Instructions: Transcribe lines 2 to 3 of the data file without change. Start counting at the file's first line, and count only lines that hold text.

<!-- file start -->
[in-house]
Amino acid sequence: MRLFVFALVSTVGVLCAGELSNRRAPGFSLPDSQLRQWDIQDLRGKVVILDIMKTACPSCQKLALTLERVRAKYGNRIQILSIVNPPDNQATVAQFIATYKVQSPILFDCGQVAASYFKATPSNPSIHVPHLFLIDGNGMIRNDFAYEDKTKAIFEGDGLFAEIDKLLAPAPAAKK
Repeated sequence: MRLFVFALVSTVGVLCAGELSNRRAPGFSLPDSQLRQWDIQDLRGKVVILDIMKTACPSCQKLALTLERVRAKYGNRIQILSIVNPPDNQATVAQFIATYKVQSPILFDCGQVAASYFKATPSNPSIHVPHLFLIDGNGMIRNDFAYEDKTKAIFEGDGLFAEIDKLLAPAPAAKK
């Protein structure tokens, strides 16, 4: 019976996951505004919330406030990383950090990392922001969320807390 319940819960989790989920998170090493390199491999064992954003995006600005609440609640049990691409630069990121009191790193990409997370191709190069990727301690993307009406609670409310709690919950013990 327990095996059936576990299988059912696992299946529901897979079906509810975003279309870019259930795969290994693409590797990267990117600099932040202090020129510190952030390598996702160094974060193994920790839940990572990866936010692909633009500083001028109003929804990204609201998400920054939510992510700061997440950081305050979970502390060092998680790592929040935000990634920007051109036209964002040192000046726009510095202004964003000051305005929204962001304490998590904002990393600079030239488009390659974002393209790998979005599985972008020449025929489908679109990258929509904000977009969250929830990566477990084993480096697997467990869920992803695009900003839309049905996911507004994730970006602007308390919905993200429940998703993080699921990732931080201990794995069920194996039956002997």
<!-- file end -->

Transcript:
Amino acid sequence: MRLFVFALVSTVGVLCAGELSNRRAPGFSLPDSQLRQWDIQDLRGKVVILDIMKTACPSCQKLALTLERVRAKYGNRIQILSIVNPPDNQATVAQFIATYKVQSPILFDCGQVAASYFKATPSNPSIHVPHLFLIDGNGMIRNDFAYEDKTKAIFEGDGLFAEIDKLLAPAPAAKK
Repeated sequence: MRLFVFALVSTVGVLCAGELSNRRAPGFSLPDSQLRQWDIQDLRGKVVILDIMKTACPSCQKLALTLERVRAKYGNRIQILSIVNPPDNQATVAQFIATYKVQSPILFDCGQVAASYFKATPSNPSIHVPHLFLIDGNGMIRNDFAYEDKTKAIFEGDGLFAEIDKLLAPAPAAKK